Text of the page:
With the lottery complete and the NBA draft order set, we now know the New Orleans Pelicans hit the jackpot.

It’s only a matter of time until Zion Williamson settles down in the Crescent City, but the rest of the draft remains a mystery.

Here are our early projections for the first 30 picks:

1. New Orleans Pelicans: Zion Williamson, F, Duke (6-foot-7, 272 pounds)
The Duke product is a never-before-seen specimen who’s as athletic as they come. Williamson was college basketball’s best player from start-to-finish this season, and he’ll bring that same star power to New Orleans. The 6-foot-7 forward is a no-brainer from both a basketball and business standpoint.

Will he be enough to get Anthony Davis to stay? Probably not. But he certainly gives vice president of basketball operations David Griffin a lot of fresh leverage heading into what is sure to be a busy offseason.

2. Memphis Grizzlies: Ja Morant, PG, Murray State (6-foot-3, 170 pounds)
Morant is a fascinating prospect, whose most popular comparison seems to be Russell Westbrook, even though he’s more of a John Wall. At 6-foot-3, the 19-year-old has crazy athleticism, which pushes his ceiling to an extreme level. His north/south speed rivals that of Wall, allowing him to be unbelievably effective in transition.

Morant shouldn’t have many issues transitioning into an NBA offense thanks to his strong ability in pick-and-roll sets. He’ll need to improve his decision making and become a more consistent shooter, but his work ethic will work in his favor.

The Grizzlies will likely trade point guard Mike Conley now that they’ve snagged the No. 2 slot. Either way, Memphis now has luxurious backcourt problems.

3. New York Knicks: RJ Barrett, SF, Duke (6-foot-7, 208 pounds) 
Barrett is a great scorer who was overshadowed by the Zion madness at Duke this season. Despite losing out on the No. 1 pick, Knicks fans should be happy with Barrett, as he fits nicely with their current roster. He’s a solid passer who can act as the primary ball-handler, while he’s also shown to be great on the glass for his size.

He’ll need to improve his perimeter game and lackluster court vision, but Barrett is the best fit for New York at No. 3.

4. Los Angeles Lakers: Jarrett Culver, SG, Texas Tech (6-foot-6, 195 pounds)
Culver really burst into the spotlight when his Red Raiders reached the Final Four, but the 20-year-old struggled late in his NCAA Tournament run. Despite the disappointing performance, he brings great versatility into the Lakers’ backcourt. If he’s able to improve his ball handling, he’s a sure thing at the wing.

Culver has received some criticism for his slow shot release, but the bigger concern is his lack of explosiveness on the perimeter. He’ll need to address this issue to beat defenders off the dribble, but Culver would be a nice fit next to Lonzo Ball for a team that’s needed a solid two-guard for quite some time.

5. Cleveland Cavaliers: De’Andre Hunter, SF, Virginia (6-foot-8, 222 pounds)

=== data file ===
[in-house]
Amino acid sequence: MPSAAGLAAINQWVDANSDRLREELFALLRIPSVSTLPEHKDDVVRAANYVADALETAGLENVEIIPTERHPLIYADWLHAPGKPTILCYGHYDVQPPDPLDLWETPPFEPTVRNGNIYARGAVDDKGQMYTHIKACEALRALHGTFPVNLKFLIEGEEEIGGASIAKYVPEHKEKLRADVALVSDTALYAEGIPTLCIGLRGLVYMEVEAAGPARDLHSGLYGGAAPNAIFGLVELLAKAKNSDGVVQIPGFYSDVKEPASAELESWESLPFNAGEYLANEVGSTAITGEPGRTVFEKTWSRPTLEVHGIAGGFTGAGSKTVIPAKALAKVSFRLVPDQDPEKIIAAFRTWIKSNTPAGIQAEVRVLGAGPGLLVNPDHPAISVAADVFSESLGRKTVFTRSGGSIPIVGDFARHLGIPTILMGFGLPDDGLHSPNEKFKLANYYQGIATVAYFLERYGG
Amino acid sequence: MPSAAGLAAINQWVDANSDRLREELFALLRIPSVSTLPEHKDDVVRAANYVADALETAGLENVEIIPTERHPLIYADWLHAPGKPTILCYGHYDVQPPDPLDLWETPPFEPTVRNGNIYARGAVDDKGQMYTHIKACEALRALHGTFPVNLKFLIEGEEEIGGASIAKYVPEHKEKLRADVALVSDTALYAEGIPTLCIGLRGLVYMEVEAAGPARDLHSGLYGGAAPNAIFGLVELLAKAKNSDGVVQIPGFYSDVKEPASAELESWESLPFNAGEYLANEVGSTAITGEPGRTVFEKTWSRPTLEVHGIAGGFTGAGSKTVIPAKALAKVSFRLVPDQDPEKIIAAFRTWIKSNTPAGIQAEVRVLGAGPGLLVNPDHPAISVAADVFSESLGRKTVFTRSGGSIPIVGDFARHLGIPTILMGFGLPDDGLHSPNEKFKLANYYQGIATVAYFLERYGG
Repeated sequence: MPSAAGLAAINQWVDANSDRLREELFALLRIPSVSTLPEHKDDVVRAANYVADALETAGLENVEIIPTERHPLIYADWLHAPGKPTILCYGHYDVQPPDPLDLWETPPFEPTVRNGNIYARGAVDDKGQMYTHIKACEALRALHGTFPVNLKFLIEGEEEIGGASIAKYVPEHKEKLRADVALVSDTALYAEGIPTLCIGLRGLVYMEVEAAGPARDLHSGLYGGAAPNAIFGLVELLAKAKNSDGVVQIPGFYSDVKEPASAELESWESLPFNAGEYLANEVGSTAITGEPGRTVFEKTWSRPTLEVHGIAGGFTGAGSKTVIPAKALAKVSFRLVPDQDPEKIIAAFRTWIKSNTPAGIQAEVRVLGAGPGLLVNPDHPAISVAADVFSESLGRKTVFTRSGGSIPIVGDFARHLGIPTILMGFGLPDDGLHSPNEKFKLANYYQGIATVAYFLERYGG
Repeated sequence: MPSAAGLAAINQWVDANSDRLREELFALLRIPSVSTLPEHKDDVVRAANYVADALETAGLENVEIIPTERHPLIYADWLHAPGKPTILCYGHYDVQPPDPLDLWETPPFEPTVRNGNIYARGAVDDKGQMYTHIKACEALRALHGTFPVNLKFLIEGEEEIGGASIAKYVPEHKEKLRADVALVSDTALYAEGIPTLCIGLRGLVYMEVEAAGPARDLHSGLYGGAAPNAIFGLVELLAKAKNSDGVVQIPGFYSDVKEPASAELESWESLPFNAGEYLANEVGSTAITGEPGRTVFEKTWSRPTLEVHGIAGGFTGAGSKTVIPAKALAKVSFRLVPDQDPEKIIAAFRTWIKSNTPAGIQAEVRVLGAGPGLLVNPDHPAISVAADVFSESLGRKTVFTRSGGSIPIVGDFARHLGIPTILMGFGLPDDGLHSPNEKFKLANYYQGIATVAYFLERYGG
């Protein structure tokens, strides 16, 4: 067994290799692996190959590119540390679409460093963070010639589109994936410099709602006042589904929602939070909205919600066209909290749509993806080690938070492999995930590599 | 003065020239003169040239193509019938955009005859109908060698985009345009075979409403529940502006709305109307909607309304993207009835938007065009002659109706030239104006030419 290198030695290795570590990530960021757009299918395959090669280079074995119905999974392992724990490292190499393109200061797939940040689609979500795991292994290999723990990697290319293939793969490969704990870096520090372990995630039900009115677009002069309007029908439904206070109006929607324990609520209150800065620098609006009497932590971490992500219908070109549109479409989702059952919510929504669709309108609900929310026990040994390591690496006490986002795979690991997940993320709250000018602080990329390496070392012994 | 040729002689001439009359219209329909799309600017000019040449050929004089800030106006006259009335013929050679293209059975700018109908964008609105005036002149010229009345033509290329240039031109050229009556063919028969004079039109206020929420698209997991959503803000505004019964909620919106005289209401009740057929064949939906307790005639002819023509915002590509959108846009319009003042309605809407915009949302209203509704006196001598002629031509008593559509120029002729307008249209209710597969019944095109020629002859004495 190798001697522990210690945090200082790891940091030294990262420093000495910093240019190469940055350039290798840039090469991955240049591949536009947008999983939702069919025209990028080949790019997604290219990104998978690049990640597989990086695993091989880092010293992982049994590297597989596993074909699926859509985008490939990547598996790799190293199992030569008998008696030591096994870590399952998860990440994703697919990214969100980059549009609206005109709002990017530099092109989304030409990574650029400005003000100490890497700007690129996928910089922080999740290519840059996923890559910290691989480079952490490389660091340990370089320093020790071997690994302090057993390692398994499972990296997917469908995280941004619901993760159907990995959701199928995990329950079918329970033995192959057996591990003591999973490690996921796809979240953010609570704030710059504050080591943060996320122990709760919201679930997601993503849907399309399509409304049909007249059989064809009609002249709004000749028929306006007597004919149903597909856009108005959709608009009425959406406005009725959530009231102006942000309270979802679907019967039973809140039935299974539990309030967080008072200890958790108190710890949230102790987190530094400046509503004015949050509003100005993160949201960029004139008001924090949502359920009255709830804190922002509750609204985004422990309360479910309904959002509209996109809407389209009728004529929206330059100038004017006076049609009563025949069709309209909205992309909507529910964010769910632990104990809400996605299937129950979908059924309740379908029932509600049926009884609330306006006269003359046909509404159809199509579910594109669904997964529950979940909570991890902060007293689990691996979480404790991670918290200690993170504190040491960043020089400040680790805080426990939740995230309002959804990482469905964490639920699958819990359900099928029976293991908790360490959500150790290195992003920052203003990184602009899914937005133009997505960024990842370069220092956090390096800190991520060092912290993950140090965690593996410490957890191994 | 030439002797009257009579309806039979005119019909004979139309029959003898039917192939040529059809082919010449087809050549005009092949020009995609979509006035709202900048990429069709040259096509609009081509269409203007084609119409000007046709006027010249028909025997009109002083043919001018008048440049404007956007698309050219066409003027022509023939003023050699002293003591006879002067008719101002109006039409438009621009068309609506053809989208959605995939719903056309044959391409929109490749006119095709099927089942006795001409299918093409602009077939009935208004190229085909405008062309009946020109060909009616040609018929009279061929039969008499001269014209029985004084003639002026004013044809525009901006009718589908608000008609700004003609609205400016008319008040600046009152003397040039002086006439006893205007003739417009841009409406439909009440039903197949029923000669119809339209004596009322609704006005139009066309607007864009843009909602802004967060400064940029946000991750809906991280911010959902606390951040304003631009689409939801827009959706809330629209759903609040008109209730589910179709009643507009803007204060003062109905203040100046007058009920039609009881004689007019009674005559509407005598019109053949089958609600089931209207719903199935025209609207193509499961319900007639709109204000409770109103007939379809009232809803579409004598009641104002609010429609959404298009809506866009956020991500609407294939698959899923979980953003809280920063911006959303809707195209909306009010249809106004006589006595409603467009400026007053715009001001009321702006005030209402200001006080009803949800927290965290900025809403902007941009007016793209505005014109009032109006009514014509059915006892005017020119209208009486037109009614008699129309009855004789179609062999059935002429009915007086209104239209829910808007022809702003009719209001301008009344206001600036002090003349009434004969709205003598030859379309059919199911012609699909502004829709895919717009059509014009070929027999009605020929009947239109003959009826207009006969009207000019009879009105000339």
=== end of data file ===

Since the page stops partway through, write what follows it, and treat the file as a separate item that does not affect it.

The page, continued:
Hunter’s defensive versatility combined with his 3-and-D potential makes him an easy top-10 pick. He can arguably guard any spot on the floor thanks to his quickness and size, while possessing a consistent spot-up shot at the other end.

With arguably the highest floor of any prospect in the class, Hunter can be a key part of Cleveland’s long-term rebuild.

6. Phoenix Suns: Darius Garland, PG, Vanderbilt (6-foot-3, 173 pounds)
Garland missed the majority of the year due to a season-ending knee injury, but the score-first point guard has a perfect pick-and-roll game. He can shoot off the dribble and has a quick release, which he’ll use working on or off the ball. Garland benefits from this class’ lack of point guard depth, despite his injury creating some durability questions.

Defensive concerns at the professional level are definitely relevant due to his lack of size and strength, but Phoenix’s desperate need for a point guard will cause them to take a flyer on his high upside. His shot-creating ability would take some of the heat off of Devin Booker — something the Suns desperately need.

7. Chicago Bulls: Coby White, PG, North Carolina (6-foot-5, 191 pounds)
White is extremely quick and has shown the ability to play well both on and off the ball. The 6-foot-5 guard is very dangerous in transition and is a threat for any fast-paced offense. His size is a major plus, especially for a team like the Bulls who seem ready to bail on former lottery pick Kris Dunn. If they elect to play both White and Dunn, that’s where his off-ball skills come into play.

He’s an above average shot maker who thrives in the open floor. In other words, NBA spacing is perfect for his game. White’s half-court game is still a bit raw, but as a bucket-getter, he’ll be able to produce as that part of his game develops.

8. Atlanta Hawks: Cam Reddish, SF, Duke (6-foot-9, 205 pounds)
Reddish will be the last of the Duke trio selected, but his offensive potential should keep him in the top 10. The 6-foot-8 wing can certainly score, but he doesn’t have a great motor, which leads to a lack of flow in his game.